Blog Tour Extract: Kill me twice by @annasmithauthor @QuercusBooks


A beautiful model's death uncovers an ugly conspiracy stretching all the way to Westminster in Rosie Gilmour's darkest case to date.

When rags-to-riches Scots supermodel Bella Mason plunges to her death from the roof of a glitzy Madrid hotel, everyone assumes it was suicide. Except that one person saw exactly what happened to Bella that night, and she definitely didn't jump. But Millie Chambers has no one she can tell - alcoholic, depressed herself and now sectioned by her bullying politician husband, who would believe her? And that's not all Millie knows. Being close to the heart of Westminster power can lead to discovering some awful secrets...

Back in Glasgow, Rosie's research into Bella's life leads to her brother, separated from her in care years before. Dan is now a homeless heroin addict and rent boy, but what he reveals about Bella's early life is electrifying: organised sexual abuse in care homes across Glasgow. Bella had tracked him down so that they could tell the world their story. And now she's dead.

As Rosie's drive to expose the truth leads her closer to Millie and the shameful secrets she has kept for so many years, it becomes clear that what she's about to discover could prove fatal: a web of sexual abuse linking powerful figures across the nation, and the rot at the very heart of the British Establishment..

Extract and Giveaway: #win a copy of Blood and Bone by @vm_giambanco


After two years in the Seattle Police Homicide Unit, Detective Alice Madison seems to have found the kind of peace in her personal and professional life that she has not known before.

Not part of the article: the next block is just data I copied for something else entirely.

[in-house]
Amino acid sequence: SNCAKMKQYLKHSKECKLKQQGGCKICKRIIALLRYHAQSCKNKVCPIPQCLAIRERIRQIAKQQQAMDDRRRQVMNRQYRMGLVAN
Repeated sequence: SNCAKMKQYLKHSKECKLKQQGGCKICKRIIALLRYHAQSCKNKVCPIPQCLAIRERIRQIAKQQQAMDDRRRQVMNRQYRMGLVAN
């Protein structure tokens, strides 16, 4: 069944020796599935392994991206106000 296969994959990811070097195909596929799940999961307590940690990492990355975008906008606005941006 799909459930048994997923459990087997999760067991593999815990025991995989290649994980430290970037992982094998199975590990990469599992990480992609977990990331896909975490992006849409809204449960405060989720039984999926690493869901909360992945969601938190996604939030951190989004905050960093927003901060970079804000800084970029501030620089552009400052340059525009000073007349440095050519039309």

When an ordinary burglary turns into a horrific murder she is put in charge of the investigation and finds herself tracking a killer whose pleasure it is to destroy his victims.

The DNA from a single strand of hair leads Madison and her partner Detective Sergeant Kevin Brown to a series of old cases and she realizes that she might be hunting a killer who has been stalking the city for years and whose existence is the stuff of myth in high-security prisons. A killer who might still be at large because Brown made a mistake seven years earlier.

Madison’s own past comes under scrutiny when Internal Affairs officers begin to investigate her and she realises that enemies close to home want her to fail. In the middle of the storm Madison and her partner must hunt down a skillful, determined murderer with a talent for death. And Madison’s private life and fragile peace fall apart.

Book review: Dark Fates and Dark Fates-Madness by @lynnthompson8


Dark Fates and Dark Fates- Madness are two short story compilations that were provided by the author in return for an honest review.

Audiobook review: You Will Know Me by Megan Abbott @picadorbooks


Katie and her husband Eric have made their daughter Devon the centre of their world. Talented, determined, a rising gymnastics star, Devon is the focus of her parents' lives and the lynchpin of their marriage. There is nothing they wouldn't do for her.

When a violent hit-and-run accident sends shockwaves through their close-knit community, Katie is immediately concerned for her daughter. She and Eric have worked so hard to protect Devon from anything that might distract or hurt her. That's what every parent wants for their child, after all. Even if they don't realize how much you've sacrificed for them. Even if they are keeping secrets from you . . .

A mother knows best . . . doesn't she?

Plotted with all the brilliance of Dare Me, and written with the compassion of The Fever, the astonishing You Will Know Me - dark and tender by turns -is an unforgettable novel by Megan Abbott.

Book review: Livia Lone by @barryeisler


Published: 25th October 2016
Publisher: Thomas & Mercer
Source: ARC from Netgalley

Seattle PD sex-crimes detective Livia Lone knows the monsters she hunts. Sold by her Thai parents along with her little sister, Nason; marooned in America; abused by the men who trafficked them…the only thing that kept Livia alive as a teenager was her determination to find Nason.

Livia has never stopped looking. And she copes with her failure to protect her sister by doing everything she can to put predators in prison.

Or, when that fails, by putting them in the ground.